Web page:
It must be said that many of his points were legitimate, true points while others were disputable. He is primarily refuting the notion that God is a “big man” with no attributes that we would view as feminine. This main point is undisputed. In this post I am not going to engage the entirety of the message but with the way he handles Scripture and the resultant reasoning he employs to answer a specific question regarding male and female roles in the churches as far as leadership.
Continue reading “Bruxy Cavey’s Egalitarian Argument: The Anatomy of a Bible Twisting”
In my last post (it’s been a while, I know) I documented that Bruxy Cavey embraces the idea that there are people in this world who will die with no knowledge of Christ whatsoever and yet be justified in the sight of God. Bruxy appeals to Matthew 25:31-46 to justify this, claiming that the sheep Jesus ushers into eternal life are those who worshipped Jesus although they knew nothing about him. Their service to the poor and less fortunate is received by Jesus as worship. I pointed out that not only is this not what Matthew 25 is teaching, but that Bruxy’s view amounts to justification by works for these sheep.
Well, after my post, Bruxy preached this view yet again at The Meeting House, and wrote a follow-up blog post over at his blog. In Bruxy’s post he doubles-down on his unbiblical view of Matthew 25:31-46, and attempts to explain how his view is not one of works salvation. Let’s examine what he has to say. Continue reading “Bruxy Cavey and Inclusivism: Utter Gospel Confusion – Part 2”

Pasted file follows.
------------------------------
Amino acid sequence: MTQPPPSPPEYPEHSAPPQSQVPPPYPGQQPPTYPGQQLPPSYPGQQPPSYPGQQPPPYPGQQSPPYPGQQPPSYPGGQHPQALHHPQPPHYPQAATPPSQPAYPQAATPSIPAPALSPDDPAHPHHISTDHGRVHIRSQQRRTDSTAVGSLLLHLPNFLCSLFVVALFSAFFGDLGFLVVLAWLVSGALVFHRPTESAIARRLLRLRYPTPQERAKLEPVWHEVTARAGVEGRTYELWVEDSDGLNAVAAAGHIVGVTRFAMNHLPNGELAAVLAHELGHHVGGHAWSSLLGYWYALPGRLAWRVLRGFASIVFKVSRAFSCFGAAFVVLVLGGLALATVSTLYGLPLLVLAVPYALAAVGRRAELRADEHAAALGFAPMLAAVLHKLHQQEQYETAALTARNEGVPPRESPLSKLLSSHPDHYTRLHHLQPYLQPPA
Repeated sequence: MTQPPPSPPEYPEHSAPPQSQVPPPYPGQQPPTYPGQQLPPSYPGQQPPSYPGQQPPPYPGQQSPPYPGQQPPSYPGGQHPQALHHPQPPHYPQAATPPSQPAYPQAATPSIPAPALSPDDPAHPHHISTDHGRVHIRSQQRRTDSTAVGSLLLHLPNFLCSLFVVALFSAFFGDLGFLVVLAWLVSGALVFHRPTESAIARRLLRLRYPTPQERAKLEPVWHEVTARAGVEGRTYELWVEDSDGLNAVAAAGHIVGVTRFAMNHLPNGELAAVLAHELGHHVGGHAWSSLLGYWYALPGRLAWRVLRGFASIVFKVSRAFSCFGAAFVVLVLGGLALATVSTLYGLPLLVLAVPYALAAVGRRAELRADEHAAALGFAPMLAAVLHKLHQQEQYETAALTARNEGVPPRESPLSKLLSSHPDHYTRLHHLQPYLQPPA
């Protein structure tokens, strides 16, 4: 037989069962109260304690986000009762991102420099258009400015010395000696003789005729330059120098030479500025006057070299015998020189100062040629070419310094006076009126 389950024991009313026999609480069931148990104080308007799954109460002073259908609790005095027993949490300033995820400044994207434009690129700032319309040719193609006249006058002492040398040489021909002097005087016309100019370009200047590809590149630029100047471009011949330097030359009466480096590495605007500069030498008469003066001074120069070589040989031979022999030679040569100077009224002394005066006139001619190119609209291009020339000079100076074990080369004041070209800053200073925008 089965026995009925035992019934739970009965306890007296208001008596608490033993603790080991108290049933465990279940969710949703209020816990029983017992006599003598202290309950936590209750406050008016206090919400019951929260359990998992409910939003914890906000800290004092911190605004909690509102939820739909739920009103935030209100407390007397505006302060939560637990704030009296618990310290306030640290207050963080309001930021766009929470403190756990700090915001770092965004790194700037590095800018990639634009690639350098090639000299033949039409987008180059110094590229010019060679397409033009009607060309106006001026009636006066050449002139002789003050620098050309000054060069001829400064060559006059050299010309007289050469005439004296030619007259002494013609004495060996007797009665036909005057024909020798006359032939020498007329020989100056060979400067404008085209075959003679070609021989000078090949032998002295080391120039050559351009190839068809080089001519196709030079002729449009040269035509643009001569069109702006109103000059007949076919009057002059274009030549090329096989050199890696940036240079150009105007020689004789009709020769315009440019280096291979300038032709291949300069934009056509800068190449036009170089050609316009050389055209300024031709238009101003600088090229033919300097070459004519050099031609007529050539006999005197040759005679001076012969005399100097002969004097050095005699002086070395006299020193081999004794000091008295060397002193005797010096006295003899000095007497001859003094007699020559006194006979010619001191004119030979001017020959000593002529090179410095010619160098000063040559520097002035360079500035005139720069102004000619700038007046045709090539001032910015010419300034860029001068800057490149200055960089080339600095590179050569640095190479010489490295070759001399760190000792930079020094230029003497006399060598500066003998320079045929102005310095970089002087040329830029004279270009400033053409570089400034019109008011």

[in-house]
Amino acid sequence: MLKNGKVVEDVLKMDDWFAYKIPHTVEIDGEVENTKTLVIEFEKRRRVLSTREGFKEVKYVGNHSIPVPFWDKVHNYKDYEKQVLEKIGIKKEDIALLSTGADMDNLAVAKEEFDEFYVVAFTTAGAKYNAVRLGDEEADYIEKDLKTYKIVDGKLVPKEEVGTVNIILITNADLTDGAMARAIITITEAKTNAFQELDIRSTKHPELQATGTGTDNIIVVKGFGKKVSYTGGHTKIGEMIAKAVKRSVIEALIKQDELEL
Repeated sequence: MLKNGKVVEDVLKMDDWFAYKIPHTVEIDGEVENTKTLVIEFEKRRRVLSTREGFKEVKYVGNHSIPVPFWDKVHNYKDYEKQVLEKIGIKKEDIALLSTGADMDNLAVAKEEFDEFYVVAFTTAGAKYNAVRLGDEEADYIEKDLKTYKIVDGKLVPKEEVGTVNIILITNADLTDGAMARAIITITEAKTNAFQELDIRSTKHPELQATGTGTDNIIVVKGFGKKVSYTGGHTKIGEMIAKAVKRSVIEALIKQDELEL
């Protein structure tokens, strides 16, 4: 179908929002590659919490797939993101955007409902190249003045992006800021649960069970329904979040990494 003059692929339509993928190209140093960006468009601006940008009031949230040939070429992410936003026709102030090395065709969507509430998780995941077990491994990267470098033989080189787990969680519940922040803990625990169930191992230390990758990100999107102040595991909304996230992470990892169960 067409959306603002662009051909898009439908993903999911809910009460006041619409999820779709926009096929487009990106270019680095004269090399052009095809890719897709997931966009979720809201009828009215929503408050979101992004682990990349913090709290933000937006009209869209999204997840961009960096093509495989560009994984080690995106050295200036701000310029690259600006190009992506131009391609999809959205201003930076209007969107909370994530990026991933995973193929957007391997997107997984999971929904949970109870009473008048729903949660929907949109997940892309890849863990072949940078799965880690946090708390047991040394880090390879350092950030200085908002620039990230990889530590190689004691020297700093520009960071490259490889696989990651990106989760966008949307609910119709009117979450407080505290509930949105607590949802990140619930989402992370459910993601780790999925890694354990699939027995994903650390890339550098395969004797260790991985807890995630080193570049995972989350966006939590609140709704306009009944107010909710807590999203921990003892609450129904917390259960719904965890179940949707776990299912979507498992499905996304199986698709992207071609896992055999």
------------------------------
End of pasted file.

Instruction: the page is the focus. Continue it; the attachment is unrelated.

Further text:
The Gospel of Jesus Christ is, by nature, exclusive. By this I mean that, according to the Scriptures, the Gospel of Jesus Christ is the only means by which anyone can have peace with God. Jesus taught that nobody comes to the Father except through him (John 14:6). John tells us that those who believe in Christ have life, but those who do not believe bear the wrath of God (John 3:36). Paul tells us that by faith in Christ we have peace with God because we are united to Christ, justified, and reconciled to God through his death (Romans 5:1-10), and that those who are not believers indwelt by the Holy Spirit do not belong to God and cannot please him (Romans 8:1-11). Continue reading “Bruxy Cavey and Inclusivism: Utter Gospel Confusion”